flowers-feature-infrastructure-3

The federal government does play a critical role in one area of infrastructure: transportation. Nearly 30 percent of all transportation funding comes from the federal government, with state and local governments making up the rest, according to another recent Pew study. A regular and important source of financing comes from the federal Highway Trust Fund, a program that uses revenues from the federal gas tax to fund state transportation infrastructure.

The HTF typically distributes around $40 billion to $50 billion each year. According to the Congressional Budget Office, the HTF is set to have a balance of $1 billion at the end of this fiscal year. That means even a state like Florida, which has seen its fiscal health improve, won’t be spending as much money on bridges, roads and tunnels.

Florida receives about $2 billion per year from the HTF, and about 35 percent of Florida’s transportation budget is reliant on federal funds, Prasad said. “There will be impact — but if it’s a short-term impact, we can weather better than other states,” he said.

The HTF’s revenues from the gas tax are falling for the same reason gas taxes at the state and local level are falling: People are driving less and, when they do drive they’re using more fuel-efficient vehicles.

Raising the federal gas tax is a non-starter, and Congress can’t agree on whether to make up the shortfall, as it has in recent years. Without that funding, and with state debt levels still high, we won’t see very many new bridges any time soon.

CORRECTION (June 3, 12:25 p.m.): An earlier version of this article incorrectly said that no state was expected to tap its rainy day fund. In fact, states may tap their rainy day funds — both West Virginia and Michigan already have this year — but no state is expected to see its total general and reserve funds fall below zero.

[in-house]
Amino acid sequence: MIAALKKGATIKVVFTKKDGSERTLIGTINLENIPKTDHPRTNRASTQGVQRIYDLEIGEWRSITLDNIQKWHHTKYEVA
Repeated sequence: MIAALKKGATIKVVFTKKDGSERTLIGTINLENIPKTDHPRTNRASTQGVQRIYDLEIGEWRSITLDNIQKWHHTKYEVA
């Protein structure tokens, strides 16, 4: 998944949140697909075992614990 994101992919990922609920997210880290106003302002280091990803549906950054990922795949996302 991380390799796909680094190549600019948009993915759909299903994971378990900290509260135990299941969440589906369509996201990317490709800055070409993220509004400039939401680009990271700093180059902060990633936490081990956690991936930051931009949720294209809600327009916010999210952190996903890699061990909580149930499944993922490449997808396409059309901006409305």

Footnotes

  1. See table 2.01 on page 431. ^
  2. No surprise a group of civil engineers thinks America’s infrastructure is poor. As many others, including Brad Plummer, have pointed out, the ASCE always gives the U.S. poor marks. ^
  3. For instance, in this memo prepared by the staff of the World Bank ahead of the G-20 conference. Larry Summers, Harvard economist and former U.S. Treasury Secretary, wrote an op-ed for the Boston Globe last month making similar points. ^
  4. More specifically, public construction spending on highways and streets, the largest sub-sector of overall public construction spending, has declined in recent years. It represents about one-third of public construction done by state and local governments. The second-biggest sub-sector of public construction is education (e.g. school buildings), which is not traditionally thought of as infrastructure per se. The other smaller categories are more typically thought of as infrastructure: transportation, power, waste and sewage, water supply construction, etc. ^
  5. Nominal (not inflation-adjusted) state government spending nationwide rose 4.3 percent in fiscal year 2013, and Pew projects it will rise another 3.8 percent in fiscal year 2014. ^
  6. Specifically, the report notes that “no state in fiscal 2013 expected its combination of rainy day reserves and general fund balances to drop below zero.” The report was released in April, with data through fiscal year 2013 (which is preliminary and could be revised) and using appropriations for fiscal year 2014. ^